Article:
Tag Archives: Dorothy Sayers

The Lost Tools of Learning

by Dorothy Sayers

That I, whose experience of teaching is extremely limited, should presume to discuss education is a matter, surely, that calls for no apology. It is a kind of behavior to which the present climate of opinion is wholly favorable. Bishops air their opinions about economics; biologists, about metaphysics; inorganic chemists, about theology; the most irrelevant people are appointed to highly technical ministries; and plain, blunt men write to the papers to say that Epstein and Picasso do not know how to draw. Up to a certain point, and provided the the criticisms are made with a reasonable modesty, these activities are commendable. Too much specialization is not a good thing. There is also one excellent reason why the various amateur may feel entitled to have an opinion about education. For if we are not all professional teachers, we have all, at some time or another, been taught. Even if we learnt nothing–perhaps in particular if we learnt nothing–our contribution to the discussion may have a potential value. Continue reading

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Musings on “The Lost Tools of Learning” #1

– by Jim Nance

In her essay “The Lost Tools of Learning,” Dorothy Sayers has identified for many classical Christian schools of our day an outline for a modern education following the medieval Trivium: Grammar, Logic, and Rhetoric. I am interested in what she says about Logic and the Dialectic Stage, and plan to occasionally post some thoughts about these and related topics. I will start my posts with a comment she makes that I have found helpful in my own teaching of Logic.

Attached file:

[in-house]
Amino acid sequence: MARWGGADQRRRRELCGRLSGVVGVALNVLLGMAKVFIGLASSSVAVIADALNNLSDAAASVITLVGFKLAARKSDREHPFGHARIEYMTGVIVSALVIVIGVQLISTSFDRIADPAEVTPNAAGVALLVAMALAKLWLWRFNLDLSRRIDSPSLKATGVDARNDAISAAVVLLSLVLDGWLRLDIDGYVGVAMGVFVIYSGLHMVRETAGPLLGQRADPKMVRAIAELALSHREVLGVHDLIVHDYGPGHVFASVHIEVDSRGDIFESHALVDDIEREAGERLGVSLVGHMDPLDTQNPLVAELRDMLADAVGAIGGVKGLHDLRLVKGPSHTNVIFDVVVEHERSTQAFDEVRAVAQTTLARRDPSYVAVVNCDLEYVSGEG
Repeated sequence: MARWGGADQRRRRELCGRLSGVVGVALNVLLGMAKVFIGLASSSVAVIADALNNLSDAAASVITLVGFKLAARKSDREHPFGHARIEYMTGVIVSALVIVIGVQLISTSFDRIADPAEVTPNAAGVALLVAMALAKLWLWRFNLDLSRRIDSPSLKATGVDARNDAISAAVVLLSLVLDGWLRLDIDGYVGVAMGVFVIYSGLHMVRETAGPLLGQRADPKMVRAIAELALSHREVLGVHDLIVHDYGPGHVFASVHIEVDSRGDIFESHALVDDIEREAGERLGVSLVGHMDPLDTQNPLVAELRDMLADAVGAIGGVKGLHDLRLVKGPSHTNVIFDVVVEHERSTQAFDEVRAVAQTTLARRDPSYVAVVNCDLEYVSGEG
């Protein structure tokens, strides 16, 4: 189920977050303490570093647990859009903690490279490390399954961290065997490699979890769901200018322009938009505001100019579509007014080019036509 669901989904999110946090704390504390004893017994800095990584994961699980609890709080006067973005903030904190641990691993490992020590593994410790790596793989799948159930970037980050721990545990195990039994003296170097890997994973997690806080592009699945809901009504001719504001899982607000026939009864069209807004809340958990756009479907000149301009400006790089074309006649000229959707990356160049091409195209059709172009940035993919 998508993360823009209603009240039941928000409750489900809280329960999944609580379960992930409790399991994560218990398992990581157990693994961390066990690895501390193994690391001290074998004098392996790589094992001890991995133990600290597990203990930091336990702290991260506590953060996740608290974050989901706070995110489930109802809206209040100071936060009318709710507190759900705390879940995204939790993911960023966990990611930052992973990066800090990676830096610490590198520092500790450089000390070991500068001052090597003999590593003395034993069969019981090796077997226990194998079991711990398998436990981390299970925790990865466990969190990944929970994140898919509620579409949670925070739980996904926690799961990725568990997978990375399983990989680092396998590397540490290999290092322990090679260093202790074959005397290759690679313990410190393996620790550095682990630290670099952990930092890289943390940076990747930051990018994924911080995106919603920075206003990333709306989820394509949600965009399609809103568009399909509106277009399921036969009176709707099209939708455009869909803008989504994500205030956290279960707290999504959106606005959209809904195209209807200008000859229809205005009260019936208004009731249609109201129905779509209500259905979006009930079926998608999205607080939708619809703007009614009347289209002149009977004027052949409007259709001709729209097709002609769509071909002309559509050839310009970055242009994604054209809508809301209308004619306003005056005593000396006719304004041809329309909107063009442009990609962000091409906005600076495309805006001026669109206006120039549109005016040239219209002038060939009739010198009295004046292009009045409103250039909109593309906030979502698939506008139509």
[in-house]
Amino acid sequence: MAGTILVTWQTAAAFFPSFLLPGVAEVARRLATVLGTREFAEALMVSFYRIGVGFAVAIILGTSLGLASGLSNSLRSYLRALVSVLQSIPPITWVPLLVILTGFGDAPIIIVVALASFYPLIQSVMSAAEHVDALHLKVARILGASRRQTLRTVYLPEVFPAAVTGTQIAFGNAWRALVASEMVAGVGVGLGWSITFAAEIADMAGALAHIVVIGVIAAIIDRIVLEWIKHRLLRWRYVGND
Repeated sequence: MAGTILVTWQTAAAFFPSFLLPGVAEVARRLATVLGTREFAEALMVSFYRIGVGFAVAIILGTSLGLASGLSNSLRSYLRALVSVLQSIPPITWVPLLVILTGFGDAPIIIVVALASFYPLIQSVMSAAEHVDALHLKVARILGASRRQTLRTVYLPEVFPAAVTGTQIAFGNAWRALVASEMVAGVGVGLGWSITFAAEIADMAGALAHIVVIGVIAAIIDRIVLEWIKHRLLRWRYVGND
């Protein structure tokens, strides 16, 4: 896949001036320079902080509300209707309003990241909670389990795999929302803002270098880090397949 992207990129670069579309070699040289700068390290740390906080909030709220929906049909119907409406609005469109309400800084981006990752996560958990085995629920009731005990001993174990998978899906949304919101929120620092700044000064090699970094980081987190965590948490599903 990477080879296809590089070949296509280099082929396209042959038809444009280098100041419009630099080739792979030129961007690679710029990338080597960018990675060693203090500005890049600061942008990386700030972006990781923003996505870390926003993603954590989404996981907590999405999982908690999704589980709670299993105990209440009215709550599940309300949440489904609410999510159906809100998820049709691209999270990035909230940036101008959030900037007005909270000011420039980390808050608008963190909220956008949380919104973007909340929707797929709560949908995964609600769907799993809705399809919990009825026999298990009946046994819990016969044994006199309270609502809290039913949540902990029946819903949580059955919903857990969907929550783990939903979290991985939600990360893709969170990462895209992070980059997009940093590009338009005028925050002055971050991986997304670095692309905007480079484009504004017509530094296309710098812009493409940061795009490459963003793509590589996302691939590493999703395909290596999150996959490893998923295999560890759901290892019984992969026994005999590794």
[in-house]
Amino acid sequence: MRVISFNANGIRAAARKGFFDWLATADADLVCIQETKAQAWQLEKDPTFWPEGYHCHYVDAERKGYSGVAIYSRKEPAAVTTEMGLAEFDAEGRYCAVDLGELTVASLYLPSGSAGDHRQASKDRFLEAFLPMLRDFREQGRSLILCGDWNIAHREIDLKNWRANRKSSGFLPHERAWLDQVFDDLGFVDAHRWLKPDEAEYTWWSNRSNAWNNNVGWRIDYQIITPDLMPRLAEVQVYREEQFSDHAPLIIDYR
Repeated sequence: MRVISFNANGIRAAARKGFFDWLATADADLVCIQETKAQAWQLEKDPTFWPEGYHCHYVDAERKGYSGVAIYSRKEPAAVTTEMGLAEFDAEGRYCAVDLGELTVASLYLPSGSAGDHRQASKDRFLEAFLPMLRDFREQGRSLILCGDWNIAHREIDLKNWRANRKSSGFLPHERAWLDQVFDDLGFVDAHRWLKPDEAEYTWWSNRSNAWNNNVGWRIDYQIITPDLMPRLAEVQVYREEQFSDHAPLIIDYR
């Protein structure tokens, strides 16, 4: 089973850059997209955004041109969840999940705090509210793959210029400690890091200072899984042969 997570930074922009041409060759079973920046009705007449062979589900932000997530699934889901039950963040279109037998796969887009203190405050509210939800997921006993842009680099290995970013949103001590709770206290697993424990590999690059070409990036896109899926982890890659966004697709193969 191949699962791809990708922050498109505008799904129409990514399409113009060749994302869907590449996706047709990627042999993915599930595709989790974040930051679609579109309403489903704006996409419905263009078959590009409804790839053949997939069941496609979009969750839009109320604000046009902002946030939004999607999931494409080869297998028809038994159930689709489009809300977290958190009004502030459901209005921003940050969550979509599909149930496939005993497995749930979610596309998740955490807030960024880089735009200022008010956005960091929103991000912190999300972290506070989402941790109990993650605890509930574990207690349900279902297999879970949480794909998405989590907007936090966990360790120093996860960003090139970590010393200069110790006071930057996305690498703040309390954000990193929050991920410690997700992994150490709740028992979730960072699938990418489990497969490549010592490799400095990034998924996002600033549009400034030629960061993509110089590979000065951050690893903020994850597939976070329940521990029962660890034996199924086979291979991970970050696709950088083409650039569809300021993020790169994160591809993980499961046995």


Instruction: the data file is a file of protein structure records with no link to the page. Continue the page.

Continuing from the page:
In describing a student of the medieval Trivium, Sayers writes, “Secondly, he learned how to use language; how to define his terms and make accurate statements; how to construct an argument and how to detect fallacies in argument.” This short statement gives us what I have come to believe are the four primary lessons to be learned in a Logic class, and in the proper order.

First, the logic student learns about terms, which are the building blocks of statements. They learn what a term is, how terms differ from words, the methods and rules of defining terms, and how to use the tools that relate terms to one another, such as genus and species charts.

Second, the logic student learns about statements. They learn what a statement is, how to identify the different types of statements, how to relate statements to one another, and how to determine the truth of a given statement.

Third, the student learns “how to construct an argument.” Logical arguments are built out of statements, which are connected as premises to make conclusions. Students learn how to distinguish between valid and invalid arguments, what validity means, and why it differs from truth. Once they are able to identify valid arguments given to them, they learn how to construct valid arguments of their own.

Fourth, the logic student learns “how to detect fallacies in argument.” A fallacy is an invalid form of argument. They learn to identify not only the formal fallacies discovered by the rules of validity, but also informal fallacies such as ad hominem and post hoc.

Thus, Sayers has given us the outline of a complete introductory logic curriculum. I would only add that we should not limit our learning of the above to categorical logic, but include the tools of propositional (or symbolic) logic as well. Students should be given the powerful tools of relating symbolic propositions, determining the validity of propositional arguments, and learning how to construct propositional proofs.

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